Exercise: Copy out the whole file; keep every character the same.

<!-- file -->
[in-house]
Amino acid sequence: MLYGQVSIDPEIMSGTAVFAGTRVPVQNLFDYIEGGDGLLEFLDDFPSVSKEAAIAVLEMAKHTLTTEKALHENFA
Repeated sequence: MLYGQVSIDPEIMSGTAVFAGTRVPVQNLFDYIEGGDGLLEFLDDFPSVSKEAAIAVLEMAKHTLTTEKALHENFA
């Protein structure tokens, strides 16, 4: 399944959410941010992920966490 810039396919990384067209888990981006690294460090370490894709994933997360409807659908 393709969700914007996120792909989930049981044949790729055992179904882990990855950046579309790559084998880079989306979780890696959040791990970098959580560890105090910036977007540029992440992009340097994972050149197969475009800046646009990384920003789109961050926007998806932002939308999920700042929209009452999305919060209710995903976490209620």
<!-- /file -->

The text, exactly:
[in-house]
Amino acid sequence: MLYGQVSIDPEIMSGTAVFAGTRVPVQNLFDYIEGGDGLLEFLDDFPSVSKEAAIAVLEMAKHTLTTEKALHENFA
Repeated sequence: MLYGQVSIDPEIMSGTAVFAGTRVPVQNLFDYIEGGDGLLEFLDDFPSVSKEAAIAVLEMAKHTLTTEKALHENFA
């Protein structure tokens, strides 16, 4: 399944959410941010992920966490 810039396919990384067209888990981006690294460090370490894709994933997360409807659908 393709969700914007996120792909989930049981044949790729055992179904882990990855950046579309790559084998880079989306979780890696959040791990970098959580560890105090910036977007540029992440992009340097994972050149197969475009800046646009990384920003789109961050926007998806932002939308999920700042929209009452999305919060209710995903976490209620």